- Published: New York : Ballantine Books, 
- Year Published: 2014
- Edition: 1st ed.
- Description: xiv, 428 pages : illustrations ; 25 cm
- Language: English
- Format: Book
- Wright, Wilbur, -- 1867-1912.
- Wright, Orville, -- 1871-1948.
- Curtiss, Glenn Hammond, -- 1878-1930.
- Aeronautics -- History.
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Birdmen : the Wright Brothers, Glenn Curtiss, and the battle to control the skies
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Call number: 629.13 Go
Available Copies: Downtown 2nd Floor, Pittsfield Adult, NEW
Genius extinguished -- Fulcrum -- Highway in the sky -- Men in the dunes -- To Kitty Hawk -- Sophomore slump -- Gas bag -- Where no man had gone before -- Patent pioneering -- The vagaries of the marketplace -- The inexorable progression of knowledge -- The first Brazilian aloft -- Langley's legacy -- Closing fast -- Vindication -- Orville and Selfridge -- The toast of France -- Trading punches -- Best-laid plans -- Bowing to the inevitable -- Team sports -- Mavericks -- Faster, steeper, higher -- War birds -- Owning the sky -- The wages of righteousness -- The romance of death -- A reluctant steward -- A wisp of victory -- The grip of the spotlight -- The death of innocence.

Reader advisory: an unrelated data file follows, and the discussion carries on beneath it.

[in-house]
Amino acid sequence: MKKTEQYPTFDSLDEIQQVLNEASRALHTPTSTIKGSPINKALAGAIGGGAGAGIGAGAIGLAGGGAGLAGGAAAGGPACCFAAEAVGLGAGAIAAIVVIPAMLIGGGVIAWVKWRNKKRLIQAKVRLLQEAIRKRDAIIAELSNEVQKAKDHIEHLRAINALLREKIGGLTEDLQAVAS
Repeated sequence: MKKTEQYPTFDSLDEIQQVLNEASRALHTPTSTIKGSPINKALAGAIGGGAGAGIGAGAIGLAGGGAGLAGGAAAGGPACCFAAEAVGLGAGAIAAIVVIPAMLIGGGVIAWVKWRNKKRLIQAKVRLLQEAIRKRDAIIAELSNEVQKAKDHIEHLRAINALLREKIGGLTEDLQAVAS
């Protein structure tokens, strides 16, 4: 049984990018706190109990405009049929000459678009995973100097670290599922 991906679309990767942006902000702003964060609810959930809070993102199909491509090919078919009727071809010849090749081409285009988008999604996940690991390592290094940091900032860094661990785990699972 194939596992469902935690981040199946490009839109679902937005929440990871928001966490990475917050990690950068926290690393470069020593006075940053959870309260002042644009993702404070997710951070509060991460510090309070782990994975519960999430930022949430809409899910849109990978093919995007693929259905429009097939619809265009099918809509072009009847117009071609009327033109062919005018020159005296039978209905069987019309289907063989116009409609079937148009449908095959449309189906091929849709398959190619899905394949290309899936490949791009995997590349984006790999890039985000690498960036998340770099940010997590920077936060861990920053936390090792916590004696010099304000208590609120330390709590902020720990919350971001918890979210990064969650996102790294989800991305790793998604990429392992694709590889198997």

"The feud between this nation's great air pioneers, the Wright brothers and Glenn Curtiss, was a collision of unyielding and profoundly American personalities. On one side, a pair of tenacious siblings who together had solved the centuries-old riddle of powered, heavier-than-air flight. On the other, an audacious motorcycle racer whose innovative aircraft became synonymous in the public mind with death-defying stunts. For more than a decade, they battled each other in court, at air shows, and in the newspapers. The outcome of this contest of wills would shape the course of aviation history--and take a fearsome toll on the men involved. Birdmen sets the engrossing story of the Wrights' war with Curtiss against the thrilling backdrop of the early years of manned flight, and is rich with period detail and larger-than-life personalities: Thomas Scott Baldwin, or "Cap't Tom" as he styled himself, who invented the parachute and almost convinced the world that balloons were the future of aviation; John Moisant, the dapper daredevil who took to the skies after three failed attempts to overthrow the government of El Salvador, then quickly emerged as a celebrity flier; and Harriet Quimby, the statuesque silent-film beauty who became the first woman to fly across the English Channel. And then there is Lincoln Beachey, perhaps the greatest aviator who ever lived, who dazzled crowds with an array of trademark twists and dives--and best embodied the romance with death that fueled so many of aviation's earliest heroes. A dramatic story of unimaginable bravery in the air and brutal competition on the ground, Birdmen is at once a thrill ride through flight's wild early years and a surprising look at the personal clash that fueled America's race to the skies"
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